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Legal Issues

Make sure to answer these three legal questions when starting a homebased business.

Q: What are the most common legal oversights? As a new business owner, I want to make sure I'm not missing something important.

A: Here are some common legal questions you should contemplate before starting a homebased business:

Can you legally work from your home? If not, you may receive a cease and desist order from your county, city or homeowners association requiring you to stop operating your business at home. You can prevent this by checking the zoning code and association governing documents posted on most city and large homeowners association websites. Even better, talk with an attorney to ensure you're in compliance. If your business violates zoning laws, you may be able to get a conditional use permit or a variance from the city or county.

Do you need to collect and pay sales tax on your product or service? Failing to collect could hurt you if you receive a notice for past-due sales tax plus penalties and interest. You may also need to get a seller's permit, a certificate of authority or a resale certificate from the state agency that administers sales tax collection. The types of products and services considered taxable vary from state to state.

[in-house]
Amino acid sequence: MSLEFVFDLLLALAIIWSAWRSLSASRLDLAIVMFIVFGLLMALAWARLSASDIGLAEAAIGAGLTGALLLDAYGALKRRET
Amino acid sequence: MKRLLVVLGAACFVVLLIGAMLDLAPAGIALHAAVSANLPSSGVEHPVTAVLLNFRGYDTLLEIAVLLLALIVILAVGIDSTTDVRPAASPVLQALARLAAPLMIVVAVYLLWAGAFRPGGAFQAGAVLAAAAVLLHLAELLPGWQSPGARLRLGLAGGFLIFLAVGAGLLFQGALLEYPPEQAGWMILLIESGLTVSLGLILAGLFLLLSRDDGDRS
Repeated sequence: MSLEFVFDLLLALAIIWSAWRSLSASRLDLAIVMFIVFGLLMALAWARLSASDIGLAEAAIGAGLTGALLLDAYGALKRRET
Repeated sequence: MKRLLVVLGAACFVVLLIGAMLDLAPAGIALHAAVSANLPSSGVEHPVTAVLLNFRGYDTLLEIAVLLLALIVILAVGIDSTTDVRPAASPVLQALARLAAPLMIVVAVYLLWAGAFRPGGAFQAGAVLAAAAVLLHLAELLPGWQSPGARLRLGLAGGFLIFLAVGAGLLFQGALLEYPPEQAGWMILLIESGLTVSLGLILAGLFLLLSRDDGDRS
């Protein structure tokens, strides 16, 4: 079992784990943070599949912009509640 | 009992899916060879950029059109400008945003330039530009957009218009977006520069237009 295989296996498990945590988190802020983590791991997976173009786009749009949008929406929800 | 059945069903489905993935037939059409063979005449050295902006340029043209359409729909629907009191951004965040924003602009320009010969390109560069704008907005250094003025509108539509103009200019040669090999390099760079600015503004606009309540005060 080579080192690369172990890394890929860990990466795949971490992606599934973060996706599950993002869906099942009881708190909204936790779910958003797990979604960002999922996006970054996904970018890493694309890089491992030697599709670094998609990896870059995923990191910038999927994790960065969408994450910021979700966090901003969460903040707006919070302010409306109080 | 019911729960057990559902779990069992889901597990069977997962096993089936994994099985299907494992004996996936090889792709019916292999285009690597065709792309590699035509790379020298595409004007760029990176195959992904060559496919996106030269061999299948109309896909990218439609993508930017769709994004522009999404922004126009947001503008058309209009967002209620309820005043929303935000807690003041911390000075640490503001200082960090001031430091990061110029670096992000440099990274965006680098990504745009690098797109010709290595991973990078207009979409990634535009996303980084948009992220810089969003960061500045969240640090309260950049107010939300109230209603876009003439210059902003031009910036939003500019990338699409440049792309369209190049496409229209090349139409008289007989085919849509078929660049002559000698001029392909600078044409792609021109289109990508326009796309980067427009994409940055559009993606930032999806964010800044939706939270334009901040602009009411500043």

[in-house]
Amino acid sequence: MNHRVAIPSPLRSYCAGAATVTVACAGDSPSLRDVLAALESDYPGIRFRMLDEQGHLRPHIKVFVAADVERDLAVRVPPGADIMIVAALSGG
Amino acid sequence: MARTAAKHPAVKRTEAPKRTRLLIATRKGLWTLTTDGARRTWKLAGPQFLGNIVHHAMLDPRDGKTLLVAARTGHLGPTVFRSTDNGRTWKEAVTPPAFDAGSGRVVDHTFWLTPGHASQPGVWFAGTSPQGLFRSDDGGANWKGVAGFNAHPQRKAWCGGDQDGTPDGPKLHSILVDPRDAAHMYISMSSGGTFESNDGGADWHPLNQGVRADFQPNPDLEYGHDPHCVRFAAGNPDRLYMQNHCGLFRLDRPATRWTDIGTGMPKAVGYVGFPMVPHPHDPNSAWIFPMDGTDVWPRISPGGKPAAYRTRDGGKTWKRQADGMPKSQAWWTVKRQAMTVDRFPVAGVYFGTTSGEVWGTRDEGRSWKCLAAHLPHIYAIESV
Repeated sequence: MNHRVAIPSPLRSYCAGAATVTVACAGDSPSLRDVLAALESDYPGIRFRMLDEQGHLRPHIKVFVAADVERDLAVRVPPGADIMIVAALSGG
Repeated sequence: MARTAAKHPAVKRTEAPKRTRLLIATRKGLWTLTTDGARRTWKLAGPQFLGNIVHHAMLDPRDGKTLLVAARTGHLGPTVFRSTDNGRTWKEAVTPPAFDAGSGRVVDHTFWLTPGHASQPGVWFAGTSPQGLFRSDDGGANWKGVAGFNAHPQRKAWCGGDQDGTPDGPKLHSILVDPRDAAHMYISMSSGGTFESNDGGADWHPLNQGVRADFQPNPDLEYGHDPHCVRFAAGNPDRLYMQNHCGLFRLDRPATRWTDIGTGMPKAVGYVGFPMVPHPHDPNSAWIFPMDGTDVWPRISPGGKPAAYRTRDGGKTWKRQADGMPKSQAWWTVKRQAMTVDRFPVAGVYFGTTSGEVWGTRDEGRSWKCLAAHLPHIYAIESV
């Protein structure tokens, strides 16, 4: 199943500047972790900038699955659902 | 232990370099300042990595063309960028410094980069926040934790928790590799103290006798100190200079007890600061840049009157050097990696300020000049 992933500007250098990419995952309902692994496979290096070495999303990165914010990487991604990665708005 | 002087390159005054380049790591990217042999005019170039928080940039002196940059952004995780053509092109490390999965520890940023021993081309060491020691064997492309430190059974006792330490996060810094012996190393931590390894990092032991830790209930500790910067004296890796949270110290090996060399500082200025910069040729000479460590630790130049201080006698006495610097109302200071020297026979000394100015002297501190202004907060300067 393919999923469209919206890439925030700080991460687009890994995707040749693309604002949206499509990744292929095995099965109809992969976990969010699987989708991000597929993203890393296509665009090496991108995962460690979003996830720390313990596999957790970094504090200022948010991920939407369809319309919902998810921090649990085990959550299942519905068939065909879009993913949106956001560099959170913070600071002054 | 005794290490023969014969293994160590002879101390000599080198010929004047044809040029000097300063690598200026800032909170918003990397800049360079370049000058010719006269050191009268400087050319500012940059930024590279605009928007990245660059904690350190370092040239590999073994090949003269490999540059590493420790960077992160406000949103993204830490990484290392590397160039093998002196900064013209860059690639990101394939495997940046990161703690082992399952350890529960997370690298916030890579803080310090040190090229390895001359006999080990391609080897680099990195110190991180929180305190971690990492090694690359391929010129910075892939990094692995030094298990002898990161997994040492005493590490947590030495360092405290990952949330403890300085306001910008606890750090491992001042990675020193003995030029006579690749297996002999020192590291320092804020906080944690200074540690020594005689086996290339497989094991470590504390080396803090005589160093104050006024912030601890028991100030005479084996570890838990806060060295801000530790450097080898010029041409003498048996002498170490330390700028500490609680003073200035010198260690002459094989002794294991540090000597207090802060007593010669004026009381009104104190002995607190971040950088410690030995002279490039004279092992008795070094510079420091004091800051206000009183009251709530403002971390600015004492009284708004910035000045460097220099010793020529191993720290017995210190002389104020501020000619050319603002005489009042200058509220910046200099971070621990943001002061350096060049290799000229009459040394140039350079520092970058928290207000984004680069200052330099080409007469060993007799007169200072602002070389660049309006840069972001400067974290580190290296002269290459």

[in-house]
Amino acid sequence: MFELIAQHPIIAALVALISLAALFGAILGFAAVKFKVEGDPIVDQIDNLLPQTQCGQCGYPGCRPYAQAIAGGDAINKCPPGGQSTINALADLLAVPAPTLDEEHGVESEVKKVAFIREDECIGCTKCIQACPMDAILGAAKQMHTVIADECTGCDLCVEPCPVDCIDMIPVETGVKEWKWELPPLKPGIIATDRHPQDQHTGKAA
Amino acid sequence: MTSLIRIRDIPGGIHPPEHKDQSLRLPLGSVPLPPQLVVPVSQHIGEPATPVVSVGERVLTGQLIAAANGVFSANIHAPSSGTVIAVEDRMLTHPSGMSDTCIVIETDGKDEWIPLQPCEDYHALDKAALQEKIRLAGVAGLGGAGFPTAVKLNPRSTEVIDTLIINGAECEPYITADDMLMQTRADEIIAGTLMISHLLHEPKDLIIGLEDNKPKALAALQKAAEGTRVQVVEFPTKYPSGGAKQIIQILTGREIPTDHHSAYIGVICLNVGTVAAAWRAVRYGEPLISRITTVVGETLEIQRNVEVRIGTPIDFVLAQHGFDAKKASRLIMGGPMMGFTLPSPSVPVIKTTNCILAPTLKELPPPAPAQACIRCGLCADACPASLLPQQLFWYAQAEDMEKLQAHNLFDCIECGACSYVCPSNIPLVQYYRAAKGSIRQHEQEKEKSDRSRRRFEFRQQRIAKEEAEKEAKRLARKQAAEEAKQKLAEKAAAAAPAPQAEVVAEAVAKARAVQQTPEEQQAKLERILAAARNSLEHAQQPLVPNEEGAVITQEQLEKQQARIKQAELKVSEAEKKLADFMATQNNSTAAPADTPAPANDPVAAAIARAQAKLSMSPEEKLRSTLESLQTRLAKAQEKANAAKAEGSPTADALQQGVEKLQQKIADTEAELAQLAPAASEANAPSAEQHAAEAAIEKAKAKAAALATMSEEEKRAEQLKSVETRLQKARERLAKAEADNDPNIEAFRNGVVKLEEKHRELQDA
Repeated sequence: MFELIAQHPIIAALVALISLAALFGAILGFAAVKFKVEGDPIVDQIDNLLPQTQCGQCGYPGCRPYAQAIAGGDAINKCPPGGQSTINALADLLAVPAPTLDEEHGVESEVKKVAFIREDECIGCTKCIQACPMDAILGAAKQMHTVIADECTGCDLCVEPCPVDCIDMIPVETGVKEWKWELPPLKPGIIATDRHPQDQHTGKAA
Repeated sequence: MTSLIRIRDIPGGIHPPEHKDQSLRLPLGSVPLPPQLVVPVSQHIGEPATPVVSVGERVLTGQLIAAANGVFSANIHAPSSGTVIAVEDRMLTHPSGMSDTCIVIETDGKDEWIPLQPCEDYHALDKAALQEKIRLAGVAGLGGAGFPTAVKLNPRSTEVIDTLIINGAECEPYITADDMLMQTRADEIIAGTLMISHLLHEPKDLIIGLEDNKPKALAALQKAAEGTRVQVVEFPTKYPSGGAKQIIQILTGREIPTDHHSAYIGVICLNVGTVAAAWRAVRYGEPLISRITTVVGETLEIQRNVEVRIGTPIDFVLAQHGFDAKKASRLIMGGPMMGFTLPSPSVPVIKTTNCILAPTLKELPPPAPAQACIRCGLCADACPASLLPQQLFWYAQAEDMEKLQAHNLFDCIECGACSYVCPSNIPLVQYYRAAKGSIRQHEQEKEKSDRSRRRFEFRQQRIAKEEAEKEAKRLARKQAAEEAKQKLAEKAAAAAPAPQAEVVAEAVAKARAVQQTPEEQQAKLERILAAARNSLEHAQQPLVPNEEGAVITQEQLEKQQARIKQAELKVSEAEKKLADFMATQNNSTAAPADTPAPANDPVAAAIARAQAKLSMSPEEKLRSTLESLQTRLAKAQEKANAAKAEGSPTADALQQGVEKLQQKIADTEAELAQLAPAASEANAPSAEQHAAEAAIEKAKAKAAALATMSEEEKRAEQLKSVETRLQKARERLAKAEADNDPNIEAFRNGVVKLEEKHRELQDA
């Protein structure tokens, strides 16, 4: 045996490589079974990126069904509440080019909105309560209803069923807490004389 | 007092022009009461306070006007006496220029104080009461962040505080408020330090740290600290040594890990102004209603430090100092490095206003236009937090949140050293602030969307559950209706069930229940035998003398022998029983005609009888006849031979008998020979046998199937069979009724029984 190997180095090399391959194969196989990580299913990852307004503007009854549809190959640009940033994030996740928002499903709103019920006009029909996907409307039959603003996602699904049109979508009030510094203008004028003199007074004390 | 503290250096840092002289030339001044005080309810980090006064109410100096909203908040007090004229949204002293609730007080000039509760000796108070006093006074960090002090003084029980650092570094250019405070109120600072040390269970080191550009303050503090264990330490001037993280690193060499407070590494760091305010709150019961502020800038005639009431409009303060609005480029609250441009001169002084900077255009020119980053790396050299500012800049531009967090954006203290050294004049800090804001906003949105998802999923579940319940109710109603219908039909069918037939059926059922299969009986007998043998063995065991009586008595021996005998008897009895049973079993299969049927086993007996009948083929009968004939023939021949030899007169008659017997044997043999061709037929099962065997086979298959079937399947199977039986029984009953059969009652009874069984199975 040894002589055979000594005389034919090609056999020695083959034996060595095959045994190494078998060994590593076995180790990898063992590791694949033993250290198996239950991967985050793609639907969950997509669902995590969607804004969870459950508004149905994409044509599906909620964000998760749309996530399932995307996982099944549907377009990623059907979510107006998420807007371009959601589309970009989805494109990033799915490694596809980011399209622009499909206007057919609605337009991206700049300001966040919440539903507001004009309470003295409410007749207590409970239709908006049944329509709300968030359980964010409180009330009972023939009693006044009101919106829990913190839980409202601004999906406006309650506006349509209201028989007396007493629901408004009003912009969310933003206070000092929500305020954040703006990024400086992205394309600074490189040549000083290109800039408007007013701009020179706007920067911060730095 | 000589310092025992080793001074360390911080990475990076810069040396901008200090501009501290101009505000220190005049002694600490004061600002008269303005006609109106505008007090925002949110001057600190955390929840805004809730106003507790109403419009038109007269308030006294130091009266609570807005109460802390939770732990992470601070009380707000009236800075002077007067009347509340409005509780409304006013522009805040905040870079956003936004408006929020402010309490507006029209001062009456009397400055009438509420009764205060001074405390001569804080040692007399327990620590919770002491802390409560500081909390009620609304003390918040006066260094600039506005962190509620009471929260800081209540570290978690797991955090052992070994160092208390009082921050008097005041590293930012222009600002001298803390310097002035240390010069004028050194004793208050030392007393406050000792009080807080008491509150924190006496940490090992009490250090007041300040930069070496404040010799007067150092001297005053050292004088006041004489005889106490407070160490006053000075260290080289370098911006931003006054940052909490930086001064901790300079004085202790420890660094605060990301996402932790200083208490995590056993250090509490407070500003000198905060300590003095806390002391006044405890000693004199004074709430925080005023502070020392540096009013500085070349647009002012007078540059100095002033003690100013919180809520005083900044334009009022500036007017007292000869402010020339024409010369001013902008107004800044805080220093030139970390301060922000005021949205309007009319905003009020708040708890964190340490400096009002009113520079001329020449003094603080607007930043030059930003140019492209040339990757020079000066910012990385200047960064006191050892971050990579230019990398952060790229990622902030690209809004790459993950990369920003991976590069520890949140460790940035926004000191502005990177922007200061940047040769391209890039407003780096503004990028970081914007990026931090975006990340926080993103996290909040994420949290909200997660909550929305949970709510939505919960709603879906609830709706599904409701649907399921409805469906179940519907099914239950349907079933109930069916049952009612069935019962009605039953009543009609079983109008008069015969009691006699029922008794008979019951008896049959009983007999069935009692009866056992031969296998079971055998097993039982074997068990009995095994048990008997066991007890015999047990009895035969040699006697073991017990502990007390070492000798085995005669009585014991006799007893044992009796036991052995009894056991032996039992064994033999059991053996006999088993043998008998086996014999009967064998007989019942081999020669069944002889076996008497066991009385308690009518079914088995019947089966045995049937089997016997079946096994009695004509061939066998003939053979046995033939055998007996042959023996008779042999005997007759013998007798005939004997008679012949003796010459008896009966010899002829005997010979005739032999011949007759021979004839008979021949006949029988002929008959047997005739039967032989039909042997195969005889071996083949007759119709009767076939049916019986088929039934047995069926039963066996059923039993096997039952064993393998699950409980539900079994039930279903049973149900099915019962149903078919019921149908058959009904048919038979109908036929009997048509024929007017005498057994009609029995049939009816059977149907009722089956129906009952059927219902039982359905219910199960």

Are you encroaching on someone else's trademark? If so, you can expect to be forced to change your business name, since you probably can't afford to litigate the issue. To reduce the chances of this happening, do a trademark search at the United States Patent and Trademark Office and check your state's trademark database. If there's even the slightest doubt in your mind, consult an attorney.

These are just a few common oversights. Also make sure you find out if you need a license to conduct business and if your state levies a tax on gross receipts.



Authors and career coaches Paul and Sarah Edwards' new book is The Best Home Businesses for People 50+. Send them your questions at www.workingfromhome.com or in care of Entrepreneur.

Like this article? Get this issue right now on iPad, Nook or Kindle Fire.

This article was originally published in the April 2005 print edition of Entrepreneur with the headline: Legal Issues.

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